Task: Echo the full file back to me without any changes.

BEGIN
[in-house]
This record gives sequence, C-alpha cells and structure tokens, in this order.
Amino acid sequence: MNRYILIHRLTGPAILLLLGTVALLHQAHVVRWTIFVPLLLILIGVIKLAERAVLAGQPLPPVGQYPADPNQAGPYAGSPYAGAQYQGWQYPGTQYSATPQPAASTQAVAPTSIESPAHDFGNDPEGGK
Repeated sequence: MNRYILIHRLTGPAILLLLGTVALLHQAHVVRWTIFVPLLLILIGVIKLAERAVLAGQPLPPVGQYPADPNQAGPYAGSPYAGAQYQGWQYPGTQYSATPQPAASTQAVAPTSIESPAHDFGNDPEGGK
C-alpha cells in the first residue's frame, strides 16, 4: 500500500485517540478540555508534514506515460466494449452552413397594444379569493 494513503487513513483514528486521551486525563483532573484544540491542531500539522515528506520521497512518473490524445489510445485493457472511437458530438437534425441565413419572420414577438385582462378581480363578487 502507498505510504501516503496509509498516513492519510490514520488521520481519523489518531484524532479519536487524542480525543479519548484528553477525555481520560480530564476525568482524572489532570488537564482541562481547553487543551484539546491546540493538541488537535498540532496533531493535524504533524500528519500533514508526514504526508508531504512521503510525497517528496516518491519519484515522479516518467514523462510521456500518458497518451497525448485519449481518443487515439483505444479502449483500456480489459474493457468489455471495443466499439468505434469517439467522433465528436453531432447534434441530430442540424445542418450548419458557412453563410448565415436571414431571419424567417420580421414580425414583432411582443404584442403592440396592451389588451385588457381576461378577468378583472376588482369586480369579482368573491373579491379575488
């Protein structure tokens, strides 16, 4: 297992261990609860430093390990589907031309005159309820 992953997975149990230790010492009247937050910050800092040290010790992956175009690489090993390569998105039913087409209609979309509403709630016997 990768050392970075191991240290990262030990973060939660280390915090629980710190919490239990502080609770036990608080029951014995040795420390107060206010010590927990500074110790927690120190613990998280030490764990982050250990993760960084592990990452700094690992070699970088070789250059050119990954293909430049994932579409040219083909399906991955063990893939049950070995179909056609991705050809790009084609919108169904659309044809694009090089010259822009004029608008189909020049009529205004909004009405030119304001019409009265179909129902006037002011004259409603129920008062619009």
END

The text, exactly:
[in-house]
This record gives sequence, C-alpha cells and structure tokens, in this order.
Amino acid sequence: MNRYILIHRLTGPAILLLLGTVALLHQAHVVRWTIFVPLLLILIGVIKLAERAVLAGQPLPPVGQYPADPNQAGPYAGSPYAGAQYQGWQYPGTQYSATPQPAASTQAVAPTSIESPAHDFGNDPEGGK
Repeated sequence: MNRYILIHRLTGPAILLLLGTVALLHQAHVVRWTIFVPLLLILIGVIKLAERAVLAGQPLPPVGQYPADPNQAGPYAGSPYAGAQYQGWQYPGTQYSATPQPAASTQAVAPTSIESPAHDFGNDPEGGK
C-alpha cells in the first residue's frame, strides 16, 4: 500500500485517540478540555508534514506515460466494449452552413397594444379569493 494513503487513513483514528486521551486525563483532573484544540491542531500539522515528506520521497512518473490524445489510445485493457472511437458530438437534425441565413419572420414577438385582462378581480363578487 502507498505510504501516503496509509498516513492519510490514520488521520481519523489518531484524532479519536487524542480525543479519548484528553477525555481520560480530564476525568482524572489532570488537564482541562481547553487543551484539546491546540493538541488537535498540532496533531493535524504533524500528519500533514508526514504526508508531504512521503510525497517528496516518491519519484515522479516518467514523462510521456500518458497518451497525448485519449481518443487515439483505444479502449483500456480489459474493457468489455471495443466499439468505434469517439467522433465528436453531432447534434441530430442540424445542418450548419458557412453563410448565415436571414431571419424567417420580421414580425414583432411582443404584442403592440396592451389588451385588457381576461378577468378583472376588482369586480369579482368573491373579491379575488
């Protein structure tokens, strides 16, 4: 297992261990609860430093390990589907031309005159309820 992953997975149990230790010492009247937050910050800092040290010790992956175009690489090993390569998105039913087409209609979309509403709630016997 990768050392970075191991240290990262030990973060939660280390915090629980710190919490239990502080609770036990608080029951014995040795420390107060206010010590927990500074110790927690120190613990998280030490764990982050250990993760960084592990990452700094690992070699970088070789250059050119990954293909430049994932579409040219083909399906991955063990893939049950070995179909056609991705050809790009084609919108169904659309044809694009090089010259822009004029608008189909020049009529205004909004009405030119304001019409009265179909129902006037002011004259409603129920008062619009």